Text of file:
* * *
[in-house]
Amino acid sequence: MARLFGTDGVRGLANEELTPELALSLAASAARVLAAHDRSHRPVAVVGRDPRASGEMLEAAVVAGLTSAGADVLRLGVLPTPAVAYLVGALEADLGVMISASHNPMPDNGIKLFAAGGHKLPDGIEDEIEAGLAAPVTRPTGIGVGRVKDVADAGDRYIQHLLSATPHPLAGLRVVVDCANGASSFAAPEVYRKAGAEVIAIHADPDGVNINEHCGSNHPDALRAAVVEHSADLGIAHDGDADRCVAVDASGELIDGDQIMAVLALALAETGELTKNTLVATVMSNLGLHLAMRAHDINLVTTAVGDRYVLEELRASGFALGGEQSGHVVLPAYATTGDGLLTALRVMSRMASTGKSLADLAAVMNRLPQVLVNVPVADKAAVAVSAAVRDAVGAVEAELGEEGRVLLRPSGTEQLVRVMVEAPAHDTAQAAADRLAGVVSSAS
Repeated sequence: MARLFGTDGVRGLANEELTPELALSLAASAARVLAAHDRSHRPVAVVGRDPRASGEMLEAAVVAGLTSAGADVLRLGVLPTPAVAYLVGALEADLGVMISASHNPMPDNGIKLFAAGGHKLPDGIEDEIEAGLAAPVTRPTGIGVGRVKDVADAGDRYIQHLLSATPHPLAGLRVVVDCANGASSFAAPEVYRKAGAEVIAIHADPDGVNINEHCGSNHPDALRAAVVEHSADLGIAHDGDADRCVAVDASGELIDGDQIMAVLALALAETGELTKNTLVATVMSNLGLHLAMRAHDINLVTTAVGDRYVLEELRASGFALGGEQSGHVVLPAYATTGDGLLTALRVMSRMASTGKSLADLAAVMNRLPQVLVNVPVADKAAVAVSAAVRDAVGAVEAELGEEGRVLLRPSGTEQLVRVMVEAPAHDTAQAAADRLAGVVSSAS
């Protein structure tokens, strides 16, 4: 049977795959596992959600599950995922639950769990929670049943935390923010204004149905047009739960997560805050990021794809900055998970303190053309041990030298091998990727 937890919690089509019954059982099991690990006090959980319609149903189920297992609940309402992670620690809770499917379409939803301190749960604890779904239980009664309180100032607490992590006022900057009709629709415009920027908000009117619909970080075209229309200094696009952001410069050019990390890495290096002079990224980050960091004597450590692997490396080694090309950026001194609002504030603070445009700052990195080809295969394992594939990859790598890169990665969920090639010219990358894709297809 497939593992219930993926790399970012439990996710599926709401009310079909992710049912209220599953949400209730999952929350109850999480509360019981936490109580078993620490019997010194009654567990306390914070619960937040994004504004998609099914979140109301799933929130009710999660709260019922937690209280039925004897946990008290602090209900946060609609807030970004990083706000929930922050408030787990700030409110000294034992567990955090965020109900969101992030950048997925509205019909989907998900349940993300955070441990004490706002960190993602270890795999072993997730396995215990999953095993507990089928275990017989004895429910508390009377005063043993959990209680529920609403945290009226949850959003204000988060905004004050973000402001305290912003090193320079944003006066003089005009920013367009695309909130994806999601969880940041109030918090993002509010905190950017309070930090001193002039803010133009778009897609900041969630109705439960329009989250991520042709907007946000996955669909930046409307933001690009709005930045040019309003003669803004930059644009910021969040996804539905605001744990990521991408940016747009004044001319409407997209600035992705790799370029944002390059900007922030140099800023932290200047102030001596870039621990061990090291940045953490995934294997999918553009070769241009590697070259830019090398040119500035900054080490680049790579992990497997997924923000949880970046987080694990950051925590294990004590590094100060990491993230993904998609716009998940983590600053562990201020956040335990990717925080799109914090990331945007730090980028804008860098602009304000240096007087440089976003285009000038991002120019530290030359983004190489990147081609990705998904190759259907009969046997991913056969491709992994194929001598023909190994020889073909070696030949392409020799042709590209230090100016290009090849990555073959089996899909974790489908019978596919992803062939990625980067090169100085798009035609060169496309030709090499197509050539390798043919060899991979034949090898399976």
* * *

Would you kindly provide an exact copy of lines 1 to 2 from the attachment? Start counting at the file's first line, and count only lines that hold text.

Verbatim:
[in-house]
Amino acid sequence: MARLFGTDGVRGLANEELTPELALSLAASAARVLAAHDRSHRPVAVVGRDPRASGEMLEAAVVAGLTSAGADVLRLGVLPTPAVAYLVGALEADLGVMISASHNPMPDNGIKLFAAGGHKLPDGIEDEIEAGLAAPVTRPTGIGVGRVKDVADAGDRYIQHLLSATPHPLAGLRVVVDCANGASSFAAPEVYRKAGAEVIAIHADPDGVNINEHCGSNHPDALRAAVVEHSADLGIAHDGDADRCVAVDASGELIDGDQIMAVLALALAETGELTKNTLVATVMSNLGLHLAMRAHDINLVTTAVGDRYVLEELRASGFALGGEQSGHVVLPAYATTGDGLLTALRVMSRMASTGKSLADLAAVMNRLPQVLVNVPVADKAAVAVSAAVRDAVGAVEAELGEEGRVLLRPSGTEQLVRVMVEAPAHDTAQAAADRLAGVVSSAS